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Jan-16-2010 23:05TweetFollow @OregonNews
'Not On Our Watch' Donates $1 Million to Haiti EffortsSalem-News.com
Foundation's George Clooney, Don Cheadle, Matt Damon, Brad Pitt, Jerry Weintraub, and David Pressman, dispatch emergency Funds for earthquake victims.
(NEW YORK) - In the wake of Tuesdayʼs devastating earthquake in Haiti, Not On Our Watch, the international advocacy and grantmaking organization founded by actors George Clooney, Don Cheadle, Matt Damon, Brad Pitt, producer Jerry Weintraub, and human rights lawyer David Pressman, has directed $1 million (USD) in emergency response funds to provide medical services for victims of the disaster.
The beneficiary of the grant, Partners In Health (PIH), presently has relief efforts underway providing emergency medical care for the wounded, and is addressing the critical shortage of hospitals and care centers destroyed during the disaster.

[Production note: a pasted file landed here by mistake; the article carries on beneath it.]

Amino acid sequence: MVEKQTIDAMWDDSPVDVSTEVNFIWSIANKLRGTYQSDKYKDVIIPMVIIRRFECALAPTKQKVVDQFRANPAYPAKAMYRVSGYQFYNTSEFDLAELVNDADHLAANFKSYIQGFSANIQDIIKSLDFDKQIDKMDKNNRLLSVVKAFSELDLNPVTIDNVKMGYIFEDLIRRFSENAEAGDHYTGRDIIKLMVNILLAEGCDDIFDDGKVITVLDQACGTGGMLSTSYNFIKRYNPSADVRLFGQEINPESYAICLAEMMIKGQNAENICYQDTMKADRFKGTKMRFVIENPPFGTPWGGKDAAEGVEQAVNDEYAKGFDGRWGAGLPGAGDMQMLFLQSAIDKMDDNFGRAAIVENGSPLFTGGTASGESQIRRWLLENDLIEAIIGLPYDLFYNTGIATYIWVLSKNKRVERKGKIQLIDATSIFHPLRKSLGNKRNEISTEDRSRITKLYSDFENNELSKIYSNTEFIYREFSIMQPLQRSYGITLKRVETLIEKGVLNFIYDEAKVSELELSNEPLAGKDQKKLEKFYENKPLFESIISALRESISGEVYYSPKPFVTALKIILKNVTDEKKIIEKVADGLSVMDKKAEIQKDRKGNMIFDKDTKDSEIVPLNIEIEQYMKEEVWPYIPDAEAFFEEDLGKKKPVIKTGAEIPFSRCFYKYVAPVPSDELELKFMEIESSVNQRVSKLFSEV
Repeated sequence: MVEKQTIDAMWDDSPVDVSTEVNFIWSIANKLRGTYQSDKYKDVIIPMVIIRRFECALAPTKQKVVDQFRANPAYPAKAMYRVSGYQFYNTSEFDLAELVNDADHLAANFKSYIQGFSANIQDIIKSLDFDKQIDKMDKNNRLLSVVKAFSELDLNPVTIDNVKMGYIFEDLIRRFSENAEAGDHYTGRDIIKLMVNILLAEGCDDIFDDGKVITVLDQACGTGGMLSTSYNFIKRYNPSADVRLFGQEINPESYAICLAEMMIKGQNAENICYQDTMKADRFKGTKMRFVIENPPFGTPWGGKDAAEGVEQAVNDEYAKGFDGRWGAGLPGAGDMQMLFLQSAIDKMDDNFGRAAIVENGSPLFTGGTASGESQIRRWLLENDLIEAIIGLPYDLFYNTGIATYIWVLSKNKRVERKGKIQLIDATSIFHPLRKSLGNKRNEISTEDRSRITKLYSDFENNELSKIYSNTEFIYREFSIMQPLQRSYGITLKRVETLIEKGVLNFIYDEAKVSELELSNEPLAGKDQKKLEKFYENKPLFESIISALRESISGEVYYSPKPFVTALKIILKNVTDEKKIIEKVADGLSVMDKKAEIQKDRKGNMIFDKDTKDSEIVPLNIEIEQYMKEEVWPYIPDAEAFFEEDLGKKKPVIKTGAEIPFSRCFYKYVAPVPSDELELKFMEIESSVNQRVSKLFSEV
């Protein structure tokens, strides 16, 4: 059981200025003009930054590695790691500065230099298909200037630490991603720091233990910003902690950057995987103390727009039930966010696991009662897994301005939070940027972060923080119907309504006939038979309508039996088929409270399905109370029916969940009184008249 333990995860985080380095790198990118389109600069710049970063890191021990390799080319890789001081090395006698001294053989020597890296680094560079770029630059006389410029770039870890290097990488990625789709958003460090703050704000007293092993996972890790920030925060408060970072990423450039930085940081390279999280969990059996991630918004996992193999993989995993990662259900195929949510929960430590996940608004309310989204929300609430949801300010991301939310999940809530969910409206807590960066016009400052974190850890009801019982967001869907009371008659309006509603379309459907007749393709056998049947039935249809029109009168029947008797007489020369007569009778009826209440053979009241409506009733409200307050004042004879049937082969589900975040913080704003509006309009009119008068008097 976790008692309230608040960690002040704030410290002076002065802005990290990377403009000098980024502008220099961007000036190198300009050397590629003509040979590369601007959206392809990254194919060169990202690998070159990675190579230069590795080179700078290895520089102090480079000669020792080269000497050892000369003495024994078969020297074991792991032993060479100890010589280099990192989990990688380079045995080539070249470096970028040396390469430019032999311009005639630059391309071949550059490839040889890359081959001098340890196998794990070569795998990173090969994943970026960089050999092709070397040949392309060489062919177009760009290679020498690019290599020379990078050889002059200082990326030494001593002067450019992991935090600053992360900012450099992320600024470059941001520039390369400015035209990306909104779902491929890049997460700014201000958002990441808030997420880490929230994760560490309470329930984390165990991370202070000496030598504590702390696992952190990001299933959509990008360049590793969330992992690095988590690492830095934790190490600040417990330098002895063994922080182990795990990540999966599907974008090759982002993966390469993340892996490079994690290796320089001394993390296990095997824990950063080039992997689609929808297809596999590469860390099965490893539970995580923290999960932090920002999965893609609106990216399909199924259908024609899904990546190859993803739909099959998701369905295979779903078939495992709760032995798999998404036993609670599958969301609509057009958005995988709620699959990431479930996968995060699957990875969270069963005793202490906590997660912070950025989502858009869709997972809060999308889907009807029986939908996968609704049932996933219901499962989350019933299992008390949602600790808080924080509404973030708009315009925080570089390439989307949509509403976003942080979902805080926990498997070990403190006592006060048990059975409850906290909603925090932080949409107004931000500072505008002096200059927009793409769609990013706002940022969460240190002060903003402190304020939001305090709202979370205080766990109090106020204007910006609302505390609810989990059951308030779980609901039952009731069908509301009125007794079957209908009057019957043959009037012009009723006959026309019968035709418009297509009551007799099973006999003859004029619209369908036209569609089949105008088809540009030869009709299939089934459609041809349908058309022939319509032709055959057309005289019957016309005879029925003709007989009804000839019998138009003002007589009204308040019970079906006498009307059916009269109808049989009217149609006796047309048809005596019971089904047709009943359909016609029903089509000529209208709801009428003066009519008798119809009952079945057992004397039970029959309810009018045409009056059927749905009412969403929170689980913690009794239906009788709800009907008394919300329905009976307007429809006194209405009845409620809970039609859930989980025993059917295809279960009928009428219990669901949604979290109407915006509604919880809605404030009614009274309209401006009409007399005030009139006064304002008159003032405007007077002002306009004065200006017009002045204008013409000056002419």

The founders of Not On Our Watch released the following statement: “The people of Haiti are in desperate need of help. Our organization, Not On Our Watch, will do whatever it can and we know the international community will as well."
Partners In Health (PIH) has been working in Haiti for over 25 years, with over 100 doctors, an additional 600 medical personnel, and over 2,000 community health workers, serving a population of more than 1 million people in the Central Plateau and Lower Artibonite.
With this base and infrastructure, PIH has undertaken a two-tier approach to its earthquake response efforts, which both addresses the critical needs of the injured and makes use of the absorptive capacity of existing health systems at its 10 rural clinics.
Doctors are working at a UN field hospital and the General Hospital in Port-au-Prince, while staff transfer necessary medical supplies from PIH clinics to these sites and others in need. Additionally, PIH is transporting patients to the PIH clinics outside of Port-au-Prince, where more extensive care is available.
PIH staff in Boston and Haiti are focused on coordinating emergency response efforts, including a team of 30 volunteer surgeons, and have said that the most urgent needs are financial contributions and medical supplies.
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